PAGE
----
An analysis of center-right attitudes toward climate and energy issues in the U.K. following the Brexit vote revealed a number of key insights including that:
(1) Participants were very distrusting of elites, large institutions and corporations so it is more effective to amplify trusted local, non-elite voices and emphasise the ‘will of the people’ where there is majority support for a policy or issue.
(2) Special places and landscapes are valued, but human relationships matter more, so use messaging which speaks to that shared sense of pride in who we are as a people, and which reflects that belief and optimism.
(3) Protecting the purity of the family and our environment was a prominent theme -- and technology was as much a threat to this purity as pollution. Therefore, be careful in the promotion of new technologies as part of the solution.
(4) Climate change was not tangible or ‘front of mind’ for participants, so it is important to anchor campaign messages by foregrounding recognised, tangible, localised issues, such as reducing air pollution.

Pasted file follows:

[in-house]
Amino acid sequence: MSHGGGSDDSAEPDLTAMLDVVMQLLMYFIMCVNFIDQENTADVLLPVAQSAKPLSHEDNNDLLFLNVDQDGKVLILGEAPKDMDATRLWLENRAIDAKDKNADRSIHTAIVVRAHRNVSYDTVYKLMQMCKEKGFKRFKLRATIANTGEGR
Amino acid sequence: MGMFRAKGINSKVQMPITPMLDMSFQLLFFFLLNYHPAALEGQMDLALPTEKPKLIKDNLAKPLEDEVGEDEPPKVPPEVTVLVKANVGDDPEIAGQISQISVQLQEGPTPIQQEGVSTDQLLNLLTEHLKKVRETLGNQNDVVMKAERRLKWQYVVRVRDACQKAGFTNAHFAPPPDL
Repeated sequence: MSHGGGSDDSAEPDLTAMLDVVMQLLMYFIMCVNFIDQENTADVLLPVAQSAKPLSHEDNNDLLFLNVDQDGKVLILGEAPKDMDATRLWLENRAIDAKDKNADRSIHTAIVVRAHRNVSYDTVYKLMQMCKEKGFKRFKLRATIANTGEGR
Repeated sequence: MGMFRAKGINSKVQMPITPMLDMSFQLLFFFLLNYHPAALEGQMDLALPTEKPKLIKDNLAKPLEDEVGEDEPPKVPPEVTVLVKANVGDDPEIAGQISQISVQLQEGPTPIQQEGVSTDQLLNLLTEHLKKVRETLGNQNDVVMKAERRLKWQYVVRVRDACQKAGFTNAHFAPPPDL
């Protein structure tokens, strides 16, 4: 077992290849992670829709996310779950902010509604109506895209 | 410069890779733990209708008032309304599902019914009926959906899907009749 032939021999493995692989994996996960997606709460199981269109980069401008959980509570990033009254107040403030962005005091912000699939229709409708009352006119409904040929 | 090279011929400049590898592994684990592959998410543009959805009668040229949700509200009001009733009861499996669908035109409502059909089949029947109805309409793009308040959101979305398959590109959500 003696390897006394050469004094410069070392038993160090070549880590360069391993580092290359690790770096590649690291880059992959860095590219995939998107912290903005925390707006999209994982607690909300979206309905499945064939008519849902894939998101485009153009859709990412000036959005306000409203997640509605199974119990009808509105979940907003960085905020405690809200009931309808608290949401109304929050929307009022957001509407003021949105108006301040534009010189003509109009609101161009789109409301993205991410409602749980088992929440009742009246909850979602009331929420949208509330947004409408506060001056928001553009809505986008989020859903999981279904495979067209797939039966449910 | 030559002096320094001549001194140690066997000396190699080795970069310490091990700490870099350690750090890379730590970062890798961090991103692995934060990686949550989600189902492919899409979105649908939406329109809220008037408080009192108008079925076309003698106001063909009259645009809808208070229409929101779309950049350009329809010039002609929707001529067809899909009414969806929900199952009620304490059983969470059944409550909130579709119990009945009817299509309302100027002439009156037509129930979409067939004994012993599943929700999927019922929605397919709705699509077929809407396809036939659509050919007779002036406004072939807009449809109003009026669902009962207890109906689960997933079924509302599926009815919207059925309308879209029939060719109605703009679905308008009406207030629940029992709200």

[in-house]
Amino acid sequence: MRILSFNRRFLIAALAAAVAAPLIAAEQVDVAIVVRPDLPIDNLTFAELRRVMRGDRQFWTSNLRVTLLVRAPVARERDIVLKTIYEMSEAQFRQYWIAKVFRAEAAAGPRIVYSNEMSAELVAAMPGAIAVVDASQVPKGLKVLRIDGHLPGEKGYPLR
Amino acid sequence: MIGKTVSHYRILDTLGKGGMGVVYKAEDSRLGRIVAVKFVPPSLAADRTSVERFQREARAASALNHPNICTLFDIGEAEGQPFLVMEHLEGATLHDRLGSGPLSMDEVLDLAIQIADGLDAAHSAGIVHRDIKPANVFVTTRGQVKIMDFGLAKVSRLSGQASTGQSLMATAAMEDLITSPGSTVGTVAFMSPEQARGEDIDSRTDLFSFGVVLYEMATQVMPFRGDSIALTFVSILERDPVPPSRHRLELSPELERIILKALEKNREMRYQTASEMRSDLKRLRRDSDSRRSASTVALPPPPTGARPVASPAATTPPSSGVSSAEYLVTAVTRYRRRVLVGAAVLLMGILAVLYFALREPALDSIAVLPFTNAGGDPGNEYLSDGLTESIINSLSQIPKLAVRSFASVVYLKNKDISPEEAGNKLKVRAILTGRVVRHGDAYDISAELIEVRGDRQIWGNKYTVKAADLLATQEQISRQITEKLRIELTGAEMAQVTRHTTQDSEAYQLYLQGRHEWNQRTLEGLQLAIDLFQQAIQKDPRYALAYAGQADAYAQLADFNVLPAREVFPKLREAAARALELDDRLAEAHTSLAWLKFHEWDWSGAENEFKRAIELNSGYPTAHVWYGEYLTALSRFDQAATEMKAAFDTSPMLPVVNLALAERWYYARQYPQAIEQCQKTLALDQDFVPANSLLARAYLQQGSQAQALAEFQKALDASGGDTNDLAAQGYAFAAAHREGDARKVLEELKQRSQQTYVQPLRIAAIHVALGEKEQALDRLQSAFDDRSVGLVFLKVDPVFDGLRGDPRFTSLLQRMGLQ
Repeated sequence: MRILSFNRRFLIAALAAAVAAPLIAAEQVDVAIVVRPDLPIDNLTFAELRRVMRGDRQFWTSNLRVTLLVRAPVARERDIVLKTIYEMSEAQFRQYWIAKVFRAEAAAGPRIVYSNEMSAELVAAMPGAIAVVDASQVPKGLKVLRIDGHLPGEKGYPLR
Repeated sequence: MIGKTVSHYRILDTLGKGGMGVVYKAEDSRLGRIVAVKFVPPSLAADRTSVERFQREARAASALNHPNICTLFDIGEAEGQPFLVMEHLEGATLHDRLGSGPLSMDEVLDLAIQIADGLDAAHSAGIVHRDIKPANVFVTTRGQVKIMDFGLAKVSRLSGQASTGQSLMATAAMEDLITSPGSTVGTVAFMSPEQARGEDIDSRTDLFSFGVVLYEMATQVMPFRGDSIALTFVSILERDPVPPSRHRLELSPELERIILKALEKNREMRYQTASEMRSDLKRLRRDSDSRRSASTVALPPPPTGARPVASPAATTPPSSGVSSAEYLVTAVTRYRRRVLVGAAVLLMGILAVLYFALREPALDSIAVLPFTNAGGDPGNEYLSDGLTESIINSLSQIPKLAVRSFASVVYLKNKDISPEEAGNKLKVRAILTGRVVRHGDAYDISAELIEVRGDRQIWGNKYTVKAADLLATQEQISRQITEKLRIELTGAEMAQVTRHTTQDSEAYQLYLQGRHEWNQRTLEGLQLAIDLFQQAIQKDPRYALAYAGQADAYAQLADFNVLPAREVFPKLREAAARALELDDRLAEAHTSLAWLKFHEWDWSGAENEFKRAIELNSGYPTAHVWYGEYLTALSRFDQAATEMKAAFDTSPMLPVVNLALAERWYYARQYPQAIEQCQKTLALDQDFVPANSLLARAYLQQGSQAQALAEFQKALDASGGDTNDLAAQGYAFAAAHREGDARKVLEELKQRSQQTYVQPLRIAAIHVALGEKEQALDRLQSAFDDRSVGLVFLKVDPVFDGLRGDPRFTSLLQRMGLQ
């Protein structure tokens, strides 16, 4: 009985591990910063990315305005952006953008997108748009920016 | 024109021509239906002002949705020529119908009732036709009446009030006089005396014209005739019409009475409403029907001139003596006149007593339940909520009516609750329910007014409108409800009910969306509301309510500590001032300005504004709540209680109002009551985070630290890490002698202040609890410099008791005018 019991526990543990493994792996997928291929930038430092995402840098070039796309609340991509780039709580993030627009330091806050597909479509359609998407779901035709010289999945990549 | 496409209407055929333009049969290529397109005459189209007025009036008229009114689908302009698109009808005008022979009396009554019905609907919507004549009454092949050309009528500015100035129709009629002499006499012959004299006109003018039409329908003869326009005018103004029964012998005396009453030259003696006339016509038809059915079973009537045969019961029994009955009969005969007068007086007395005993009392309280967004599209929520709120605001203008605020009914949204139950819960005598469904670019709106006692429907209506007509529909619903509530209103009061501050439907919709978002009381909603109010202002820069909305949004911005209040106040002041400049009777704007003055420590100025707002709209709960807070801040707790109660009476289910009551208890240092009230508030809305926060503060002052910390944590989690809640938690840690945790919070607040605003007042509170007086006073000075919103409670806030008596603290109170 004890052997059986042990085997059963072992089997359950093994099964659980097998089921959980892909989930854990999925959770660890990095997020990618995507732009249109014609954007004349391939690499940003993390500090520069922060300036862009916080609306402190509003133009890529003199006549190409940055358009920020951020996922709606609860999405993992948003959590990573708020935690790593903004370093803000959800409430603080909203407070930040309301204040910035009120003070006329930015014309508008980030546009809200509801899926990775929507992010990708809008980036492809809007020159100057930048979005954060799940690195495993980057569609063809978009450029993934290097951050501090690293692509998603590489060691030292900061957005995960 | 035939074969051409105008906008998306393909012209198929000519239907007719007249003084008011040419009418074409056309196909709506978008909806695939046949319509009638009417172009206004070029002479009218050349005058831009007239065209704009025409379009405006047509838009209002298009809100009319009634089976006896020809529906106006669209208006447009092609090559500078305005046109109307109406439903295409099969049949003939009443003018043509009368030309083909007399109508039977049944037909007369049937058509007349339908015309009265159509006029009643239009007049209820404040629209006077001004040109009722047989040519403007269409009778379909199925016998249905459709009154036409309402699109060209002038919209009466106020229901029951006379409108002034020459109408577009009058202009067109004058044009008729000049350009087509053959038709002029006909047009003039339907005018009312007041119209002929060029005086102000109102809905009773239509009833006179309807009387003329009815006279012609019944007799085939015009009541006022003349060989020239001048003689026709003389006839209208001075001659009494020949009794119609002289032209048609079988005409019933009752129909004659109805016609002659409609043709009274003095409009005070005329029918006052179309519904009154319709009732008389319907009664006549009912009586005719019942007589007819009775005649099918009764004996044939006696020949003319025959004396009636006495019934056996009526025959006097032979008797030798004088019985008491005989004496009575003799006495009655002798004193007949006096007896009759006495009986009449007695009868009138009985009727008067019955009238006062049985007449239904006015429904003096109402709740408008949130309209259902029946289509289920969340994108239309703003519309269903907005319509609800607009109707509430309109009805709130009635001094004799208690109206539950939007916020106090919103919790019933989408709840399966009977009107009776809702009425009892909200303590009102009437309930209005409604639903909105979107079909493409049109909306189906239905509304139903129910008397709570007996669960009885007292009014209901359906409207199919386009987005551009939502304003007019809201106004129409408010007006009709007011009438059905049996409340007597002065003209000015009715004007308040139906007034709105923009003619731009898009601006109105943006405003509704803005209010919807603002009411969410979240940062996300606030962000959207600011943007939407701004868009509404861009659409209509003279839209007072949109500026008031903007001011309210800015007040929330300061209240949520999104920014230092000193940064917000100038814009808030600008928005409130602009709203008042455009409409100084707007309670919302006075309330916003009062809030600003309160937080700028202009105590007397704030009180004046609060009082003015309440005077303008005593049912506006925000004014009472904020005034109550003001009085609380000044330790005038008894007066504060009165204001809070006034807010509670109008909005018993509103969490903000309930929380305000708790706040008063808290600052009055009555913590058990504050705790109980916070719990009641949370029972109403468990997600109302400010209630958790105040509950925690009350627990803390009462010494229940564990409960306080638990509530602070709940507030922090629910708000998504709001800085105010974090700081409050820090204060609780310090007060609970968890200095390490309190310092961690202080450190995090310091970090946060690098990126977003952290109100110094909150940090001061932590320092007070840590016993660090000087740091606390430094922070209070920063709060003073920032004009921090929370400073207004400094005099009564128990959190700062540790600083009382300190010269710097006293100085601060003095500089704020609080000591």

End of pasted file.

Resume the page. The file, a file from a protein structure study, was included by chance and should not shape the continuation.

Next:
(5) A consistent theme in conversations with the centre-right is a desire for balance. Refer to changes in the weather can be referred to as the climate being ‘out of balance’ and also stress balance as a desirable personal value (e.g. people should not just take but also give something back to society and the economy.)
(6) It is important to be honest and open about the benefits and challenges of making the shift to renewables. Ensure messages are moderate and balanced in the claims made for renewable energy. Big claims about the transformation of energy systems may backfire.